4. But if you must study…

If you must do something to quell your anxiety about intern year, I recommend you pick one thing to commit to. This should not be a goal to re-read First Aid, Pathoma, or dive back into practice questions. The days of studying the same book content as your peers are behind you. Think of something practical for your chosen specialty and spend no more than an hour each day on it.

As an internal medicine resident, I do wish I’d reviewed EKGs in my fourth year because reading EKGs is not a skill emphasized in medical school but it’s very important in daily practice for many physicians (particularly emergency, internal, and family medicine). Buying a practice booklet and going through a handful of tracings everyday would’ve been helpful, especially if I’d found some like-minded friends to practice with over a beer.

Apply this same mindset to your future specialty. If you’re going into surgery or OB/GYN, buy a practice suture kit and brush up on skills while you watch your favorite TV show. If you’re going to be a psychiatrist, find some interesting books to read about different types of therapy.

Whatever you decide to commit your daily hour to, don’t let yourself fall into the old habits of practice questions and flashcards. Train yourself to study not for exams but for taking care of patients.

And most importantly, don’t make it a drag! Be flexible about when and how you do it. If you skip a day or several days, be okay with it. And if you quit altogether because you’re good and tired from the treadmill of medical school, no worries. Embrace this unique time in your career where nothing is expected from you.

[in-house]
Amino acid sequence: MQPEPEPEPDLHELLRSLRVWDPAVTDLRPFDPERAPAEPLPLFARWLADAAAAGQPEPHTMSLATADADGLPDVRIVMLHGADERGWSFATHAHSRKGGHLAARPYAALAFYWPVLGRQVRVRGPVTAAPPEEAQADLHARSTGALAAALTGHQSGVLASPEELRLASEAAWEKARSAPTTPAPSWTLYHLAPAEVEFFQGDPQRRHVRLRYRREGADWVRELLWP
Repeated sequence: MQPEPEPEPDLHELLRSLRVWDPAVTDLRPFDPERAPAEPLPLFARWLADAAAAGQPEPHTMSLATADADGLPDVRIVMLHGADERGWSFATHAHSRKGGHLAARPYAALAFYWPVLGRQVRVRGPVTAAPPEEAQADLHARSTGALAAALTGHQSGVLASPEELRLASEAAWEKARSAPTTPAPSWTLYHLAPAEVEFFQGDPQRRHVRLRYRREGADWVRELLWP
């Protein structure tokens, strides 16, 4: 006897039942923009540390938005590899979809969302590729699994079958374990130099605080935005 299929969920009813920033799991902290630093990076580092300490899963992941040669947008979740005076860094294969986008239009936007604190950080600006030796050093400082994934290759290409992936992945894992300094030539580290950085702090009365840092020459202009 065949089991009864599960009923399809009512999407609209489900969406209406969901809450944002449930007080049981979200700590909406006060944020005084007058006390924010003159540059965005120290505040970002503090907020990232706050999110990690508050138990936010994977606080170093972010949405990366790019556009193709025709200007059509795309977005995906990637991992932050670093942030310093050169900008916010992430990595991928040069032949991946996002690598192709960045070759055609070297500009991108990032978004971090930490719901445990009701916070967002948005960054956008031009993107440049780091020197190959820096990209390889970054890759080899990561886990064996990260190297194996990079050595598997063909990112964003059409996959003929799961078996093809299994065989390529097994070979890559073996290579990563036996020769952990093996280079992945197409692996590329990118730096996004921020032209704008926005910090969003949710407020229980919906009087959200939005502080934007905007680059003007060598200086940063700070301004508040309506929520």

5. Pick a journal to peruse.

An alternative to the “study suggestions” above is to pick a journal in your specialty and read a few articles every week. Ask your friendly school librarian which journals you can access for free.

The content of what you learn is not as important as getting into the routine of reading a journal. In medical school, you learned the physiology and pathology of the human body mostly through memorization. You then applied this knowledge to practice questions which demanded a certain level of critical thinking and discernment.

While those things are useful, they’re entirely different from reading a journal article probing a specific clinical question. You must have the foundational knowledge and background to understand the study and the data analysis. And you have to ultimately apply what you learn to daily patient care. This is a skill honed over decades of time in medicine, but if you feel the need to do something academic during your fourth year spring, I’d recommend reading a journal as a casual but worthwhile endeavor.

6. Do some traveling.

Travel can take many forms. While it’s great to take a once in a lifetime trip to Asia as you wrap up medical school, this is beyond the financial reach of many. There are likely many fun places and activities in your own state that you neglected to explore during medical school.